Well, I’m afraid that there are many reasons mail could bounce. In fact there are so many ways it could fail that sometimes I’m amazed that it works at all. But it definitely works most of the time, and one of the ways it works is that very bounce message you get.
You see, there’s gold in that bounce message. It’s not only telling you that your message didn’t go through, but if you look a little closer, you’ll see it’s trying to tell you why.
Bounce messages can vary in format, and in exact wording, depending on the mail server that’s sending the message back to you. Different types of mail servers use different terminology. Some are quite geeky and difficult to understand. Others seem to take five paragraphs to tell you that you probably just mistyped the email address you were sending to.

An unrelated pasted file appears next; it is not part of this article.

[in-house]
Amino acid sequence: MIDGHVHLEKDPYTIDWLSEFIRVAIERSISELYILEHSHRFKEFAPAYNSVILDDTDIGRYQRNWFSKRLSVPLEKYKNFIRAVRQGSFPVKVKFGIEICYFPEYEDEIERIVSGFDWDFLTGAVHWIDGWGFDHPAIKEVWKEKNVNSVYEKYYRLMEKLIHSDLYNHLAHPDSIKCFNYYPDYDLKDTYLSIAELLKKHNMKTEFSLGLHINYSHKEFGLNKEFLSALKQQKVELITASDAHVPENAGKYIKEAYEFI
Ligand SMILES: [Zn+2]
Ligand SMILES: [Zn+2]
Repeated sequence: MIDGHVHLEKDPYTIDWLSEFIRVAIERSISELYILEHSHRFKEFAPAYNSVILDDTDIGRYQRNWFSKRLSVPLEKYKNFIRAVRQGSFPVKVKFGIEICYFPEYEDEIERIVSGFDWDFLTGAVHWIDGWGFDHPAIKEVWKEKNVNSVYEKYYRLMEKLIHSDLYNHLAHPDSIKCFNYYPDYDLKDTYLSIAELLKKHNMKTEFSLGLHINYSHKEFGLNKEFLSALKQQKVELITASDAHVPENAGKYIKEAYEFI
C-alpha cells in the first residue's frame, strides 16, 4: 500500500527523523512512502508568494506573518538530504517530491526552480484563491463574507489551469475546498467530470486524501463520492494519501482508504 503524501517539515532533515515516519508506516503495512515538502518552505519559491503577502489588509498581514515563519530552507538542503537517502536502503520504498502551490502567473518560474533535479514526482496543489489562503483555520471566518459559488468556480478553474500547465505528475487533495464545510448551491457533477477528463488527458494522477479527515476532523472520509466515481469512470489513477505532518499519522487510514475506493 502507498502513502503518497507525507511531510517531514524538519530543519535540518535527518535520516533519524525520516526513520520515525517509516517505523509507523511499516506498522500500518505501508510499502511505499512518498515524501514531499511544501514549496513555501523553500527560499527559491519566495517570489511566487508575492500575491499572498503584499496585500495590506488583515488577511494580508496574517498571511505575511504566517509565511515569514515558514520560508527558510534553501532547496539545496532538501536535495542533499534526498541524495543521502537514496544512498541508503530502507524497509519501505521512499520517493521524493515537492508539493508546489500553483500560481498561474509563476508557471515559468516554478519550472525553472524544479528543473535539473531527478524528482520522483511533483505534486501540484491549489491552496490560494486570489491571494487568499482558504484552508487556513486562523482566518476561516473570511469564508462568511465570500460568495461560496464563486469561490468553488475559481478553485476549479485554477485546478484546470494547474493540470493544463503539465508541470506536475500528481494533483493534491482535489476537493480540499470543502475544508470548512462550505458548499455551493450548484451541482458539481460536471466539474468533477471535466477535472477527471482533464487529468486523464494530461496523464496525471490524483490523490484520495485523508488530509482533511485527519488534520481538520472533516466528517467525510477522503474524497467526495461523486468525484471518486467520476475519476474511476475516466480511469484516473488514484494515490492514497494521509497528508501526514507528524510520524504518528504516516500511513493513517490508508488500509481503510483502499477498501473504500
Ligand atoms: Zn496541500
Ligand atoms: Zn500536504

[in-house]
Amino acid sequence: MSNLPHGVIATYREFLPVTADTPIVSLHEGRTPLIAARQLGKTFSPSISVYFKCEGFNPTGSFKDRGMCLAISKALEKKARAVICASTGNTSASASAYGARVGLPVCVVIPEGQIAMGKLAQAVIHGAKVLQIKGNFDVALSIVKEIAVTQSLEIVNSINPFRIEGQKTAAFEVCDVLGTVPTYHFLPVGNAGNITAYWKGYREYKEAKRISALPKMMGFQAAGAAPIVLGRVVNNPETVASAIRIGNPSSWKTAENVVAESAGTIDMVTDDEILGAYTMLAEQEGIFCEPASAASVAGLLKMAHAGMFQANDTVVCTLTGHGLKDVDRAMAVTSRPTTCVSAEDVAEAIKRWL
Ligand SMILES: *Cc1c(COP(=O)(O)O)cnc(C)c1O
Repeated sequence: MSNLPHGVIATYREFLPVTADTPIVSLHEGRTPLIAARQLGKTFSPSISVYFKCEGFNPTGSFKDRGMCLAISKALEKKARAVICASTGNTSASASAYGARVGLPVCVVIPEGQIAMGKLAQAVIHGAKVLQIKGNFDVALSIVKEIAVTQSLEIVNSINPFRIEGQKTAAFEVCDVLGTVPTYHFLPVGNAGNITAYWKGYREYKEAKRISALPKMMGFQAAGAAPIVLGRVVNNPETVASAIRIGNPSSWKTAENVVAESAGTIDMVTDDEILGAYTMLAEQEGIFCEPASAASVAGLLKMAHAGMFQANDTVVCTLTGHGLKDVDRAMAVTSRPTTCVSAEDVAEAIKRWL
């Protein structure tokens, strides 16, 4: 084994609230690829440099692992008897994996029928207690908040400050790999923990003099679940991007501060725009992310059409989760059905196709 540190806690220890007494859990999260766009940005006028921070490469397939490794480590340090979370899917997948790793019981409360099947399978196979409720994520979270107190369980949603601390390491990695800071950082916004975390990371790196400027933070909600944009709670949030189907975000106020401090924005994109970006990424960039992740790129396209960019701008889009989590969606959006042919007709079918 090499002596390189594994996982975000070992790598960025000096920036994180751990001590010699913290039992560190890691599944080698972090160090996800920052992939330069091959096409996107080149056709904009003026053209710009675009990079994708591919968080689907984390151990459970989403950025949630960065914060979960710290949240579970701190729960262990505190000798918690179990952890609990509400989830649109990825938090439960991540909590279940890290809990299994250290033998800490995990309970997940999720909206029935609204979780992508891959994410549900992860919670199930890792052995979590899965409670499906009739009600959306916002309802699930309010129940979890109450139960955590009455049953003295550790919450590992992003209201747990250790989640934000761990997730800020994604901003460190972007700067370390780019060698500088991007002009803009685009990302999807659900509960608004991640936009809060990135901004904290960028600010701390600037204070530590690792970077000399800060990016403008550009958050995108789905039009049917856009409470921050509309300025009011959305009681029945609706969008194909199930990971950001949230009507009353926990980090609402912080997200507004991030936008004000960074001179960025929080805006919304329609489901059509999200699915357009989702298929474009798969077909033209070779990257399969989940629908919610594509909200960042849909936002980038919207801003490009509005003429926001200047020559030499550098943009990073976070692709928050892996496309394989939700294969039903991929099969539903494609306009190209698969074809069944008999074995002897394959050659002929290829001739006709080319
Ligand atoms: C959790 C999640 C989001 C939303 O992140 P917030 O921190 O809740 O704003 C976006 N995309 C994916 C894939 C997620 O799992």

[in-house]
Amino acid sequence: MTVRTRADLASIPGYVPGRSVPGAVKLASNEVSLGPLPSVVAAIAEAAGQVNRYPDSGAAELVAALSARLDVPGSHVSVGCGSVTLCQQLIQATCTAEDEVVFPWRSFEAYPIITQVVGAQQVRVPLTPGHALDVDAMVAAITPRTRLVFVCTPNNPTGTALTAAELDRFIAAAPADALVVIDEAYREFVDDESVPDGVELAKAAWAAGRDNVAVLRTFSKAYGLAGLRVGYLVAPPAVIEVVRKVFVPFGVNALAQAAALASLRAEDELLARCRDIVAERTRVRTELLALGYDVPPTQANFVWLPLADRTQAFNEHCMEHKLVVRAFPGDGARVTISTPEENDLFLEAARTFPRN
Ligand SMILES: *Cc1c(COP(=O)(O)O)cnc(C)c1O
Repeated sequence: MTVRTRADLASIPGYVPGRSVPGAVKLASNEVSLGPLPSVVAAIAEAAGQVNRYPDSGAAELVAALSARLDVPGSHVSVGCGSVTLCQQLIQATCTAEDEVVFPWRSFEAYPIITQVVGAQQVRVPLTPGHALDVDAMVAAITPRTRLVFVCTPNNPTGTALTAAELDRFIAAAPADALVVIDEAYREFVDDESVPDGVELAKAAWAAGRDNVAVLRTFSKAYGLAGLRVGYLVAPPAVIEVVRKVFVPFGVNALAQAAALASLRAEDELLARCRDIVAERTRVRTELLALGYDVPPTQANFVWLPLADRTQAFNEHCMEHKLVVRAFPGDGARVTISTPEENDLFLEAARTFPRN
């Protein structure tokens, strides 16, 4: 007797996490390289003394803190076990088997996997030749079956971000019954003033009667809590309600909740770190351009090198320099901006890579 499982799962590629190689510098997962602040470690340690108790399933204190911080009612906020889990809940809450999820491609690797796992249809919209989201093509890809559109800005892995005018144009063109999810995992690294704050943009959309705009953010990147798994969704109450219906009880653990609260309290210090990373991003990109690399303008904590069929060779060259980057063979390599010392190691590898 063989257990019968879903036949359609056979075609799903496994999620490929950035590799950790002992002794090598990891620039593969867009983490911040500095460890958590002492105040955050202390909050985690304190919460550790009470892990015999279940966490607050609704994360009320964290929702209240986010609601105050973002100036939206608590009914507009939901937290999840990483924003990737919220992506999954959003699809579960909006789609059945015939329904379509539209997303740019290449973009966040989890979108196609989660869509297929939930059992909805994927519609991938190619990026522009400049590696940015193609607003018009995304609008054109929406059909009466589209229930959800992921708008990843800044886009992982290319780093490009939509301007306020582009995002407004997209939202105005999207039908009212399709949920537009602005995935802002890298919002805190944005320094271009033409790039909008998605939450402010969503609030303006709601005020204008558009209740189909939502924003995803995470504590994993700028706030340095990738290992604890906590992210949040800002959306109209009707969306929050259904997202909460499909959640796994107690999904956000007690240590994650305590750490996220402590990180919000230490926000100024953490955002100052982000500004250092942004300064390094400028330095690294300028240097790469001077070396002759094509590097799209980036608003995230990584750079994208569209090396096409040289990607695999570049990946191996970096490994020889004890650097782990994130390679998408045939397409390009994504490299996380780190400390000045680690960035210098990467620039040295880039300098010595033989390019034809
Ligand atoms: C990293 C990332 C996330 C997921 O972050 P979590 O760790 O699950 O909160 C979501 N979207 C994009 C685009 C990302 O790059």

Include a copy of your bounce message and I will help you understand it.
Start by Checking the MX records for the domain that you want to use and ensure that they are ALL pointing to the Exchange server. It is not unheard of for hosts to leave their own servers in place.
If you know who is sending you email and getting rejects then ask them if they use the same host that you do. Most ISPs systems are setup to presume that they are responsible for everything connected to a domain and cannot cope with a setup where another server deals with email.
The verification failure might be down to non-matching reverse DNS records. Have you confirmed that reverse DNS etc is configured correctly?